A coalition of attorneys general representing 50 U.S. states and territories today announced a long-awaited joint probe into antitrust complaints against one of the biggest tech companies in the world, Google.
Only two state attorneys general aren't taking part in the multi-state antitrust investigation of Google and one of them just happens to be the head of law enforcement in the company's home state.
He said there's nothing wrong with Google being the dominant search player if it's done fairly, but the investigation will look into whether Google crosses the line "between aggressive business practices and illegal ones".
There are also concerns about bias in the way the company processes and ranks search results and the way it handles personal information. Nessel said the probe will ensure Americans have access to free and open digital markets. 'Is something really free if we are increasingly giving over our privacy information? "Is something really free if online ad prices go up based on one company's control".
The Obama Justice Department investigated Google for possible antitrust violations.
"We have answered many questions on these issues over many years, in the United States as well as overseas, across many aspects of our business, so this is not new for us", Kent Walker, senior vice president of global affairs for Google, wrote in a recent blog post.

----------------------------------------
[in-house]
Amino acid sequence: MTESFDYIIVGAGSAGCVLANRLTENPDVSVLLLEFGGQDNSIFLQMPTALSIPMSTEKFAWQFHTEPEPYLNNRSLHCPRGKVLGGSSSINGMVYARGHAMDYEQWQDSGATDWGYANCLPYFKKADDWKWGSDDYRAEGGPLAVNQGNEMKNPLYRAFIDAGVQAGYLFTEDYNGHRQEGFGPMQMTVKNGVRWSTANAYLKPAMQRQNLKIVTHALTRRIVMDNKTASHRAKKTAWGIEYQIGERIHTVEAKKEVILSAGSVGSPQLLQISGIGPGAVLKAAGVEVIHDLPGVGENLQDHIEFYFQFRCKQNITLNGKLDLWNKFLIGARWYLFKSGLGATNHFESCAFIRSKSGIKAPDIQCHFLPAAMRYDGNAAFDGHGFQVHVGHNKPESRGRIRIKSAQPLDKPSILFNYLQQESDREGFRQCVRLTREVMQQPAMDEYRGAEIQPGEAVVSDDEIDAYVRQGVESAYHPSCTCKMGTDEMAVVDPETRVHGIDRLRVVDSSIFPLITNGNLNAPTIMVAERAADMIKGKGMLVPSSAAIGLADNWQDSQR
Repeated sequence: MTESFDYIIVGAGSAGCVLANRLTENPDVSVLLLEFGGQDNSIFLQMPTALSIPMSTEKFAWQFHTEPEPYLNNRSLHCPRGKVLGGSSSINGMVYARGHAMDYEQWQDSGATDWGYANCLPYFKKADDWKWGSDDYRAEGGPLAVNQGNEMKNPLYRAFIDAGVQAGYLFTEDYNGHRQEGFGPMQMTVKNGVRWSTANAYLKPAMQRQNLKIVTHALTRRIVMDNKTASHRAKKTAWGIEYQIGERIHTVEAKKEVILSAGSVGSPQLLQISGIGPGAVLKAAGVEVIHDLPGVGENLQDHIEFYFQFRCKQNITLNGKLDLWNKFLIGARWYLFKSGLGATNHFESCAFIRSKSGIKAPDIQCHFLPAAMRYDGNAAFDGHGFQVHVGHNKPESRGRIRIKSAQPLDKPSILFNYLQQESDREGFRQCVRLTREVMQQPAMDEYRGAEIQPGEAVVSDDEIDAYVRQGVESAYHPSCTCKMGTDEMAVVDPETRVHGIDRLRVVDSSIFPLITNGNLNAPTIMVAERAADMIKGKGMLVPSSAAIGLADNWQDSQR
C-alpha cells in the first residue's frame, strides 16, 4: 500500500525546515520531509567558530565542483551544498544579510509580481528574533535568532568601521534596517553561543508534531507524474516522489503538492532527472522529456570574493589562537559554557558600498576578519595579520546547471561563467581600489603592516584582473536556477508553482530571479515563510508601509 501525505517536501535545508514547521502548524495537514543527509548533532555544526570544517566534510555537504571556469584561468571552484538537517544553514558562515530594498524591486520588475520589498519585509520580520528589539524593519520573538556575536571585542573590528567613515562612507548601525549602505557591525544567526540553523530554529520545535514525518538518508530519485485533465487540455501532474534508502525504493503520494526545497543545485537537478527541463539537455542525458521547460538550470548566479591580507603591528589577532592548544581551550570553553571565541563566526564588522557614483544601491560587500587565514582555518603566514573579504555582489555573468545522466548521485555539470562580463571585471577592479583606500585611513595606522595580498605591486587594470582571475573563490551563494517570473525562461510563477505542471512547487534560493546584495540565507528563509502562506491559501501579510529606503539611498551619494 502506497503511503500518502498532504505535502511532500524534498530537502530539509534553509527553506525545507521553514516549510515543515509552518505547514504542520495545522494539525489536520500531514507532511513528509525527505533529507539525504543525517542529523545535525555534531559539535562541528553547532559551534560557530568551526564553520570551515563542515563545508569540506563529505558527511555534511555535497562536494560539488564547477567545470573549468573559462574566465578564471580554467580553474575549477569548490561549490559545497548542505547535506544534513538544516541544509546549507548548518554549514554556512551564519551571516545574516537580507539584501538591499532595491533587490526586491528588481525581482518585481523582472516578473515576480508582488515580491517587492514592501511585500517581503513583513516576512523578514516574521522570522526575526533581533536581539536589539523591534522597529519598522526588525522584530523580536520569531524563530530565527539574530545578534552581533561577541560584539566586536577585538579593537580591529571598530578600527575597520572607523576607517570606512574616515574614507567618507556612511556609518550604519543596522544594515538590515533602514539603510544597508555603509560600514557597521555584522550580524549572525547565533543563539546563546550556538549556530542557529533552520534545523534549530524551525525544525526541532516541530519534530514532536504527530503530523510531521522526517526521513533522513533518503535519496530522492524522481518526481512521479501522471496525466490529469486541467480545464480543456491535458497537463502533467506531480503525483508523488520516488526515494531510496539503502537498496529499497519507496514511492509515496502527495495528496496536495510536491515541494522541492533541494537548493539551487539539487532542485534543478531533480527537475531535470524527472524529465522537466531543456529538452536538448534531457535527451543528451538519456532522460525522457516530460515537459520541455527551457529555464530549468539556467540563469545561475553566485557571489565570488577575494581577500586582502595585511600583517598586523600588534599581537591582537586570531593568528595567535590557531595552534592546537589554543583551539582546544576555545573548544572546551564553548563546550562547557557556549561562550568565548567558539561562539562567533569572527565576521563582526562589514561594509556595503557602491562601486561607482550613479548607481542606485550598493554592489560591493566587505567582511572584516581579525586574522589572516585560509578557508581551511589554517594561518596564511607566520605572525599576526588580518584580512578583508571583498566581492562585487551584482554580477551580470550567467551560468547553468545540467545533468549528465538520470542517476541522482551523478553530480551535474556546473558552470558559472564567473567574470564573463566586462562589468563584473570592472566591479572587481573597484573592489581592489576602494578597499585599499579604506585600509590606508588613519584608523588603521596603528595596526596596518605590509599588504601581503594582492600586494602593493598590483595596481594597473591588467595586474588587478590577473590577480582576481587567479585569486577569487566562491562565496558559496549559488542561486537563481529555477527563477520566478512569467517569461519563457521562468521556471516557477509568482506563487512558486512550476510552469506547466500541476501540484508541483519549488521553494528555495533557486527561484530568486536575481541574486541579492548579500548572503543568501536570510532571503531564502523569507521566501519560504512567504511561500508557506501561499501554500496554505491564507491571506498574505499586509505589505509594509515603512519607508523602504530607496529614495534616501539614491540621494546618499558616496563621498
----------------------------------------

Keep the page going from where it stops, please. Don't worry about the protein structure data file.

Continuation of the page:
Last week, when news broke of the coordinated investigation, Google told ZDNet in a statement that it will continue to work with regulators and attorneys general in their inquiries.
The announcement followed a similar but separate probe from 11 state Attorneys General into Facebook's practices.
Sen. Diane Feinstein did not hold back when questioning representatives of Google, Facebook and Twitter on November 1. Regulators around the world, meanwhile, have been more skeptical of Google: The European Union has issued the company $9 billion in competition-related fines over the past three years.
According to a recent report by the Wall Street Journal, the DOJ has also begun its own antitrust investigation into Google.
Ashley Moody, the Republican attorney general of Florida, said the states' Google probe starts with the company's vast data stores. A U.S. House subcommittee is also conducting a "top-to-bottom" review of how tech giants affect things like consumer privacy, local journalism and the ability of new startup companies to grow.
"It's wonderful that they have 50 AGs that are part of the multi-state investigation", said Charlotte Slaiman, a senior policy counsel for consumer advocacy group Public Knowledge.
"We are acting as one today, in regards to launching what I know will be a full and fair investigation", he said.